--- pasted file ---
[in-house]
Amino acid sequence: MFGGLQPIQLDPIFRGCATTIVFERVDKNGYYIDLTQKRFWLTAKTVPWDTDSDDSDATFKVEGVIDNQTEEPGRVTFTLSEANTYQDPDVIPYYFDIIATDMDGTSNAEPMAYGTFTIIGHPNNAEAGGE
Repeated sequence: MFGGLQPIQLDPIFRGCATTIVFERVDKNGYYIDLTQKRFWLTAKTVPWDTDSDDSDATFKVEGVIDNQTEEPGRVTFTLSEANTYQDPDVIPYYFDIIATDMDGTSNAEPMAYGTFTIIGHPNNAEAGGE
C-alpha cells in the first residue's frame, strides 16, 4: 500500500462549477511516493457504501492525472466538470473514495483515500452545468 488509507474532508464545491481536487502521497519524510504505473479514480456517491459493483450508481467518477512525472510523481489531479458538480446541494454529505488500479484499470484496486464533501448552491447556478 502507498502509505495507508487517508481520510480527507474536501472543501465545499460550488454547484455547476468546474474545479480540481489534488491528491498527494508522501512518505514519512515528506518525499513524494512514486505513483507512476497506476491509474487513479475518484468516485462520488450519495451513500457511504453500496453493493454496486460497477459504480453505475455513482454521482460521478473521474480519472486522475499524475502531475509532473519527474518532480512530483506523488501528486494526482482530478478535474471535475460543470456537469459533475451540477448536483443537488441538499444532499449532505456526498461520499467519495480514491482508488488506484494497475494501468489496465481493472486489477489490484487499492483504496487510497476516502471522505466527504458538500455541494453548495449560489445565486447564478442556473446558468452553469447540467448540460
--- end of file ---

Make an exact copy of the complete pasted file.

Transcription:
[in-house]
Amino acid sequence: MFGGLQPIQLDPIFRGCATTIVFERVDKNGYYIDLTQKRFWLTAKTVPWDTDSDDSDATFKVEGVIDNQTEEPGRVTFTLSEANTYQDPDVIPYYFDIIATDMDGTSNAEPMAYGTFTIIGHPNNAEAGGE
Repeated sequence: MFGGLQPIQLDPIFRGCATTIVFERVDKNGYYIDLTQKRFWLTAKTVPWDTDSDDSDATFKVEGVIDNQTEEPGRVTFTLSEANTYQDPDVIPYYFDIIATDMDGTSNAEPMAYGTFTIIGHPNNAEAGGE
C-alpha cells in the first residue's frame, strides 16, 4: 500500500462549477511516493457504501492525472466538470473514495483515500452545468 488509507474532508464545491481536487502521497519524510504505473479514480456517491459493483450508481467518477512525472510523481489531479458538480446541494454529505488500479484499470484496486464533501448552491447556478 502507498502509505495507508487517508481520510480527507474536501472543501465545499460550488454547484455547476468546474474545479480540481489534488491528491498527494508522501512518505514519512515528506518525499513524494512514486505513483507512476497506476491509474487513479475518484468516485462520488450519495451513500457511504453500496453493493454496486460497477459504480453505475455513482454521482460521478473521474480519472486522475499524475502531475509532473519527474518532480512530483506523488501528486494526482482530478478535474471535475460543470456537469459533475451540477448536483443537488441538499444532499449532505456526498461520499467519495480514491482508488488506484494497475494501468489496465481493472486489477489490484487499492483504496487510497476516502471522505466527504458538500455541494453548495449560489445565486447564478442556473446558468452553469447540467448540460